- Neutral axis - The location in the sheet that is neither stretched nor compressed, and therefore remains at a constant length.
- K-factor - The location of the neutral axis in the material, calculated as the ratio of the distance of the neutral axis (measured from the inside bend surface) to the material thickness. The K-factor is dependent upon several factors (material, bending operation, bend angle, etc.) and is typically greater than 0.25, but cannot exceed 0.50.
- Bend allowance - The length of the neutral axis between the bend lines, or in other words, the arc length of the bend. The bend allowance added to the flange lengths is equal to the total flat length.
- Bend deduction - Also called the bend compensation, the amount a piece of material has been stretched by bending. The value equals the difference between the mold line lengths and the total flat length.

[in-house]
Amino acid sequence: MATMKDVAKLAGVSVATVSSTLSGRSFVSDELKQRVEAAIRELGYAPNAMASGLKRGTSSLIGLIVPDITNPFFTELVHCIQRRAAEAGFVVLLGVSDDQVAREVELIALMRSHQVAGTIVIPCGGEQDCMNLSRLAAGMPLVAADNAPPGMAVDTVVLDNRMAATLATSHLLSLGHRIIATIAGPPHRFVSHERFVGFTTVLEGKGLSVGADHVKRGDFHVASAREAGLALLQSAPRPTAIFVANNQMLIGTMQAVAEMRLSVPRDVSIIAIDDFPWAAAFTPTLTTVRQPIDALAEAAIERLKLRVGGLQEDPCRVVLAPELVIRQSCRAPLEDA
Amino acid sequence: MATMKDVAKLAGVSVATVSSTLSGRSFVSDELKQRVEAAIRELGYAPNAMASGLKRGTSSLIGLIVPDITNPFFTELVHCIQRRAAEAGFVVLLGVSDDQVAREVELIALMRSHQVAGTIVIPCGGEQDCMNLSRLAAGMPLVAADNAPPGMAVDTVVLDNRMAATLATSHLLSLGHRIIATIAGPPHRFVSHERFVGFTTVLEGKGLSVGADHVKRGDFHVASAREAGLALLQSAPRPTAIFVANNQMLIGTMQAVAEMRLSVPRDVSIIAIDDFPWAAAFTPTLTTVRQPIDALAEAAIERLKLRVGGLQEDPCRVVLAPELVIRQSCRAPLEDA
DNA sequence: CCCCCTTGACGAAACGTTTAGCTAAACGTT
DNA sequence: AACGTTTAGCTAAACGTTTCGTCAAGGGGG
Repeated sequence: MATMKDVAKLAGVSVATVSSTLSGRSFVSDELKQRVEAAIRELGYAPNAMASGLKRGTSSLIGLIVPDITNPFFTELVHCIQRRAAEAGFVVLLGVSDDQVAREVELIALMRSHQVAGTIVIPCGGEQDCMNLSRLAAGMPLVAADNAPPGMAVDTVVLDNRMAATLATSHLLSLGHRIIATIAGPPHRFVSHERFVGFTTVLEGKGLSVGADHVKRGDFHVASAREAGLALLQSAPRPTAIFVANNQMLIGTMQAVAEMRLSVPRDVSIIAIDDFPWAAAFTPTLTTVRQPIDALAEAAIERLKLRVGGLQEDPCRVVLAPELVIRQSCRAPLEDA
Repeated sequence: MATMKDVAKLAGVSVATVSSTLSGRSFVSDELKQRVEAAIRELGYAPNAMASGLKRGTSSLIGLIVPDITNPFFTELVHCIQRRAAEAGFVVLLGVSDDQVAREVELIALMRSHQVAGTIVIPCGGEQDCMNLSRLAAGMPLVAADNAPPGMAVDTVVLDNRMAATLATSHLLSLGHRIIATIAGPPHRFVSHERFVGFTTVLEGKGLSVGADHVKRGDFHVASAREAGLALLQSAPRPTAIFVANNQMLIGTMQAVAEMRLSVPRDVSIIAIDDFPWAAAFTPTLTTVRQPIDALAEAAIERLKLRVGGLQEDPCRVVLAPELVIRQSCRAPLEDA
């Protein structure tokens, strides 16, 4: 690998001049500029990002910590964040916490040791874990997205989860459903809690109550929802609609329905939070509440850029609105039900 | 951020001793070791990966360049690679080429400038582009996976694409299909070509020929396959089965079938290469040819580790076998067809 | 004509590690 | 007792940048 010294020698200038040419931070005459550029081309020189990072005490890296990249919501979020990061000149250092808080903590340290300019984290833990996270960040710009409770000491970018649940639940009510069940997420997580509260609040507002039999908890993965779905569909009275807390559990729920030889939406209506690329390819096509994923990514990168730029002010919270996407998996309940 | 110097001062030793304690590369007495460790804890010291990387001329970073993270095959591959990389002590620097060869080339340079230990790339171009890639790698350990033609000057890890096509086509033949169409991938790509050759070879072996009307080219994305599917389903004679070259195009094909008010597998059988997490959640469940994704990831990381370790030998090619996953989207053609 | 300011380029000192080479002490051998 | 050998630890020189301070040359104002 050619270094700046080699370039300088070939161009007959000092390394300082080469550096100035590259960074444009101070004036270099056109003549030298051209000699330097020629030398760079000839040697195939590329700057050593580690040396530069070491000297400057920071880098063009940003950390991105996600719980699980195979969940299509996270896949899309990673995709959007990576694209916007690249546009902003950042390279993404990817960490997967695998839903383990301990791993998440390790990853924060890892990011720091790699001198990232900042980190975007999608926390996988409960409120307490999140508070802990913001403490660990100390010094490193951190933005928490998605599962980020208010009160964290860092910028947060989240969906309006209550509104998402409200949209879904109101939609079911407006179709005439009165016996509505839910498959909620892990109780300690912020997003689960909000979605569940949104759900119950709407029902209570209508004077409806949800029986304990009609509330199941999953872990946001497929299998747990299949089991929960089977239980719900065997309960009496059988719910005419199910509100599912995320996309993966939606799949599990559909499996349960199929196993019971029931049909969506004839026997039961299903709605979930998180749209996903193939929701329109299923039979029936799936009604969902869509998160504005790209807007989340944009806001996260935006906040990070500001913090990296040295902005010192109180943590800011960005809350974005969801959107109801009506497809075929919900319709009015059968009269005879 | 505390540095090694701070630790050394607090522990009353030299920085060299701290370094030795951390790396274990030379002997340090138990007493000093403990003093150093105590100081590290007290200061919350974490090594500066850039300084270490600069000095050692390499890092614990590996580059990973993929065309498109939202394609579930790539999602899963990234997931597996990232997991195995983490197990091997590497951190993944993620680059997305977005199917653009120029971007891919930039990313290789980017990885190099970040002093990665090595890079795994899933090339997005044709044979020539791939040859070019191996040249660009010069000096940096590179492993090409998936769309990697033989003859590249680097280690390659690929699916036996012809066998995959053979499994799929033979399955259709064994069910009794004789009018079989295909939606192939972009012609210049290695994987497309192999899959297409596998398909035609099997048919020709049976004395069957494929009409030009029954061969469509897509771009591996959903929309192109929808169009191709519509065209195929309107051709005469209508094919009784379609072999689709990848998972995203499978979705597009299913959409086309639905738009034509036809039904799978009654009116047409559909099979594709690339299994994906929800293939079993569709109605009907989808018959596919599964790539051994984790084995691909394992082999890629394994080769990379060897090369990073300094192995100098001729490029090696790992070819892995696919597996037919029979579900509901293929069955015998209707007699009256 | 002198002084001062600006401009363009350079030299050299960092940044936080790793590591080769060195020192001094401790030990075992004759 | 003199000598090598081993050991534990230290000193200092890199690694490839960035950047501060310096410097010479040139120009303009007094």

When bending a piece of sheet metal, the residual stresses in the material will cause the sheet to springback slightly after the bending operation. Due to this elastic recovery, it is necessary to over-bend the sheet a precise amount to achieve the desired bend radius and bend angle. The final bend radius will be greater than initially formed and the final bend angle will be smaller. The ratio of the final bend angle to the initial bend angle is defined as the springback factor, KS. The amount of springback depends upon several factors, including the material, bending operation, and the initial bend angle and bend radius.